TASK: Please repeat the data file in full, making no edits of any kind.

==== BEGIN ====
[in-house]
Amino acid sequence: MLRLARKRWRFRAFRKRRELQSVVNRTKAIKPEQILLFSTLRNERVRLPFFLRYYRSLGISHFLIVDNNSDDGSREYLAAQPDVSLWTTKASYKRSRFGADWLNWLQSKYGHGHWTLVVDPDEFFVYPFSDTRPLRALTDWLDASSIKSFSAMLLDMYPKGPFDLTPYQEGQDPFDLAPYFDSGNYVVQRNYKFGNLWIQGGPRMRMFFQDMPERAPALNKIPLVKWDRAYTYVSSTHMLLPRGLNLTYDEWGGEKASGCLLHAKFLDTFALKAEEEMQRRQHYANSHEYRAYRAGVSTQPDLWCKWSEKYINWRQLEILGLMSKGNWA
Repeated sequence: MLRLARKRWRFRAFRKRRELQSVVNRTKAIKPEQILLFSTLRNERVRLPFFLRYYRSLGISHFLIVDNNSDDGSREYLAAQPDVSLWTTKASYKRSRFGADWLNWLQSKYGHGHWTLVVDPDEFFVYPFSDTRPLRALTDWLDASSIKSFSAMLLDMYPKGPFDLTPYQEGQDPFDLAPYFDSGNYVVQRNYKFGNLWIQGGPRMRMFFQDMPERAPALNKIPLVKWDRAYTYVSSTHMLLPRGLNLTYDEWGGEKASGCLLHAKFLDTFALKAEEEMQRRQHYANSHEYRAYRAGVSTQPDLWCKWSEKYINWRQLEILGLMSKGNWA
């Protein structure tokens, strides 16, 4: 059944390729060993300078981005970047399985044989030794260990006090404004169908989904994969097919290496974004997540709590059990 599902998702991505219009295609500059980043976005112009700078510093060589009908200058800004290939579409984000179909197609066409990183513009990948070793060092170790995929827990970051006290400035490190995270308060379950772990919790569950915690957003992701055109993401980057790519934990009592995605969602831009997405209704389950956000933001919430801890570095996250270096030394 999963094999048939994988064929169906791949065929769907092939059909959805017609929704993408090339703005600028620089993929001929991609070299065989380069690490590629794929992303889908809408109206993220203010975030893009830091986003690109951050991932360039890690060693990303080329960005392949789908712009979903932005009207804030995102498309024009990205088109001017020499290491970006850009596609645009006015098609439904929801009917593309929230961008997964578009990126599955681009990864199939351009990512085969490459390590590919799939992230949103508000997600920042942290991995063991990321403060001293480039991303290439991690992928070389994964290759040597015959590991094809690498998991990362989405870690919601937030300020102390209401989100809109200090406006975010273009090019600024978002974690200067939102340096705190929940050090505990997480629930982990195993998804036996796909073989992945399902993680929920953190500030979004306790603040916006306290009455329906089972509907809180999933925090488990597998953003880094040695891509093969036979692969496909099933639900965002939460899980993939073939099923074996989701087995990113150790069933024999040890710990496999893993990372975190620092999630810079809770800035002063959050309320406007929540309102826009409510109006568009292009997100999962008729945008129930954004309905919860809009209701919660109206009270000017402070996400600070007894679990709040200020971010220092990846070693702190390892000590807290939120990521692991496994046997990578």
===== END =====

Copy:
[in-house]
Amino acid sequence: MLRLARKRWRFRAFRKRRELQSVVNRTKAIKPEQILLFSTLRNERVRLPFFLRYYRSLGISHFLIVDNNSDDGSREYLAAQPDVSLWTTKASYKRSRFGADWLNWLQSKYGHGHWTLVVDPDEFFVYPFSDTRPLRALTDWLDASSIKSFSAMLLDMYPKGPFDLTPYQEGQDPFDLAPYFDSGNYVVQRNYKFGNLWIQGGPRMRMFFQDMPERAPALNKIPLVKWDRAYTYVSSTHMLLPRGLNLTYDEWGGEKASGCLLHAKFLDTFALKAEEEMQRRQHYANSHEYRAYRAGVSTQPDLWCKWSEKYINWRQLEILGLMSKGNWA
Repeated sequence: MLRLARKRWRFRAFRKRRELQSVVNRTKAIKPEQILLFSTLRNERVRLPFFLRYYRSLGISHFLIVDNNSDDGSREYLAAQPDVSLWTTKASYKRSRFGADWLNWLQSKYGHGHWTLVVDPDEFFVYPFSDTRPLRALTDWLDASSIKSFSAMLLDMYPKGPFDLTPYQEGQDPFDLAPYFDSGNYVVQRNYKFGNLWIQGGPRMRMFFQDMPERAPALNKIPLVKWDRAYTYVSSTHMLLPRGLNLTYDEWGGEKASGCLLHAKFLDTFALKAEEEMQRRQHYANSHEYRAYRAGVSTQPDLWCKWSEKYINWRQLEILGLMSKGNWA
């Protein structure tokens, strides 16, 4: 059944390729060993300078981005970047399985044989030794260990006090404004169908989904994969097919290496974004997540709590059990 599902998702991505219009295609500059980043976005112009700078510093060589009908200058800004290939579409984000179909197609066409990183513009990948070793060092170790995929827990970051006290400035490190995270308060379950772990919790569950915690957003992701055109993401980057790519934990009592995605969602831009997405209704389950956000933001919430801890570095996250270096030394 999963094999048939994988064929169906791949065929769907092939059909959805017609929704993408090339703005600028620089993929001929991609070299065989380069690490590629794929992303889908809408109206993220203010975030893009830091986003690109951050991932360039890690060693990303080329960005392949789908712009979903932005009207804030995102498309024009990205088109001017020499290491970006850009596609645009006015098609439904929801009917593309929230961008997964578009990126599955681009990864199939351009990512085969490459390590590919799939992230949103508000997600920042942290991995063991990321403060001293480039991303290439991690992928070389994964290759040597015959590991094809690498998991990362989405870690919601937030300020102390209401989100809109200090406006975010273009090019600024978002974690200067939102340096705190929940050090505990997480629930982990195993998804036996796909073989992945399902993680929920953190500030979004306790603040916006306290009455329906089972509907809180999933925090488990597998953003880094040695891509093969036979692969496909099933639900965002939460899980993939073939099923074996989701087995990113150790069933024999040890710990496999893993990372975190620092999630810079809770800035002063959050309320406007929540309102826009409510109006568009292009997100999962008729945008129930954004309905919860809009209701919660109206009270000017402070996400600070007894679990709040200020971010220092990846070693702190390892000590807290939120990521692991496994046997990578």